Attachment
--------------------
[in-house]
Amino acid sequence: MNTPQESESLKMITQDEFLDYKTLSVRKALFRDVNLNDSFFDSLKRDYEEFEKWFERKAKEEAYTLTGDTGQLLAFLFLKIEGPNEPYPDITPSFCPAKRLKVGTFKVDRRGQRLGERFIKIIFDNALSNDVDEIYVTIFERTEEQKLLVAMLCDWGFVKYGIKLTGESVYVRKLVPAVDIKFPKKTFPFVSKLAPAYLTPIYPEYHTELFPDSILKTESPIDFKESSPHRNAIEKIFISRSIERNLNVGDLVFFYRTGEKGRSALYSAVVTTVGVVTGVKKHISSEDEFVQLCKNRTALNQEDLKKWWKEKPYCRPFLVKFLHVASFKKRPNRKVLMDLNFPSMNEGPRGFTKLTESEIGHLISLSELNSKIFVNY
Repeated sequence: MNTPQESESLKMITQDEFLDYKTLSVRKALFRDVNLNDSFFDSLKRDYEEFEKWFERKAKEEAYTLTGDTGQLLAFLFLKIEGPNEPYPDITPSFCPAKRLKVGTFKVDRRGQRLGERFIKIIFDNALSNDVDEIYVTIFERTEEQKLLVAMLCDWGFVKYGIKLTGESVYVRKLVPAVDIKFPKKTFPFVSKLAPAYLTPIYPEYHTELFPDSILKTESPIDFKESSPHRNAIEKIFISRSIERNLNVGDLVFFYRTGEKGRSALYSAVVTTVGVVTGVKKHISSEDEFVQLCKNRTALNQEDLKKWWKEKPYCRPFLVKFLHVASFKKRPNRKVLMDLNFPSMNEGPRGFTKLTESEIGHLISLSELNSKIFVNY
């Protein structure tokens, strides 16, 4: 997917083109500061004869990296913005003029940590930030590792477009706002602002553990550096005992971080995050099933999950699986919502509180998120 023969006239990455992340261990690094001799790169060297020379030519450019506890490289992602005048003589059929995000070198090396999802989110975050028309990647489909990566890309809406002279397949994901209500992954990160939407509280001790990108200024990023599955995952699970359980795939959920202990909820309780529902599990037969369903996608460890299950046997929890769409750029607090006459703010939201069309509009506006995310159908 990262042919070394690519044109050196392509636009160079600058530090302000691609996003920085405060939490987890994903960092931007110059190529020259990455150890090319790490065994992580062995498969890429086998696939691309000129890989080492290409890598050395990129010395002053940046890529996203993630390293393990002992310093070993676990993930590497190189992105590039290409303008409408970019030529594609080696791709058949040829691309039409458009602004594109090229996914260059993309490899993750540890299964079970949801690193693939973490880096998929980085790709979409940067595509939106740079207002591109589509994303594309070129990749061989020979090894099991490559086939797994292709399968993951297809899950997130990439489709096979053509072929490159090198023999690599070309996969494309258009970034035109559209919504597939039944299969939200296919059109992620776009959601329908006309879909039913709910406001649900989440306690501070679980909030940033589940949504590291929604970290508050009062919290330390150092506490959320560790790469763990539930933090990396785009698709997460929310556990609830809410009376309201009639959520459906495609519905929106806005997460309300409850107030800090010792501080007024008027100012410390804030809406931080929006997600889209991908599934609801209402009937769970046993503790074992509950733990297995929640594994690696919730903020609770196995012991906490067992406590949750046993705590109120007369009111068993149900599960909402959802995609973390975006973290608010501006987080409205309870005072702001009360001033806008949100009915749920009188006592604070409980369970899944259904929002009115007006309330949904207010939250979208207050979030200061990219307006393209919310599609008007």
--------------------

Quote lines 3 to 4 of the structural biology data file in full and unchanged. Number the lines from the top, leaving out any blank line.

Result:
Repeated sequence: MNTPQESESLKMITQDEFLDYKTLSVRKALFRDVNLNDSFFDSLKRDYEEFEKWFERKAKEEAYTLTGDTGQLLAFLFLKIEGPNEPYPDITPSFCPAKRLKVGTFKVDRRGQRLGERFIKIIFDNALSNDVDEIYVTIFERTEEQKLLVAMLCDWGFVKYGIKLTGESVYVRKLVPAVDIKFPKKTFPFVSKLAPAYLTPIYPEYHTELFPDSILKTESPIDFKESSPHRNAIEKIFISRSIERNLNVGDLVFFYRTGEKGRSALYSAVVTTVGVVTGVKKHISSEDEFVQLCKNRTALNQEDLKKWWKEKPYCRPFLVKFLHVASFKKRPNRKVLMDLNFPSMNEGPRGFTKLTESEIGHLISLSELNSKIFVNY
């Protein structure tokens, strides 16, 4: 997917083109500061004869990296913005003029940590930030590792477009706002602002553990550096005992971080995050099933999950699986919502509180998120 023969006239990455992340261990690094001799790169060297020379030519450019506890490289992602005048003589059929995000070198090396999802989110975050028309990647489909990566890309809406002279397949994901209500992954990160939407509280001790990108200024990023599955995952699970359980795939959920202990909820309780529902599990037969369903996608460890299950046997929890769409750029607090006459703010939201069309509009506006995310159908 990262042919070394690519044109050196392509636009160079600058530090302000691609996003920085405060939490987890994903960092931007110059190529020259990455150890090319790490065994992580062995498969890429086998696939691309000129890989080492290409890598050395990129010395002053940046890529996203993630390293393990002992310093070993676990993930590497190189992105590039290409303008409408970019030529594609080696791709058949040829691309039409458009602004594109090229996914260059993309490899993750540890299964079970949801690193693939973490880096998929980085790709979409940067595509939106740079207002591109589509994303594309070129990749061989020979090894099991490559086939797994292709399968993951297809899950997130990439489709096979053509072929490159090198023999690599070309996969494309258009970034035109559209919504597939039944299969939200296919059109992620776009959601329908006309879909039913709910406001649900989440306690501070679980909030940033589940949504590291929604970290508050009062919290330390150092506490959320560790790469763990539930933090990396785009698709997460929310556990609830809410009376309201009639959520459906495609519905929106806005997460309300409850107030800090010792501080007024008027100012410390804030809406931080929006997600889209991908599934609801209402009937769970046993503790074992509950733990297995929640594994690696919730903020609770196995012991906490067992406590949750046993705590109120007369009111068993149900599960909402959802995609973390975006973290608010501006987080409205309870005072702001009360001033806008949100009915749920009188006592604070409980369970899944259904929002009115007006309330949904207010939250979208207050979030200061990219307006393209919310599609008007």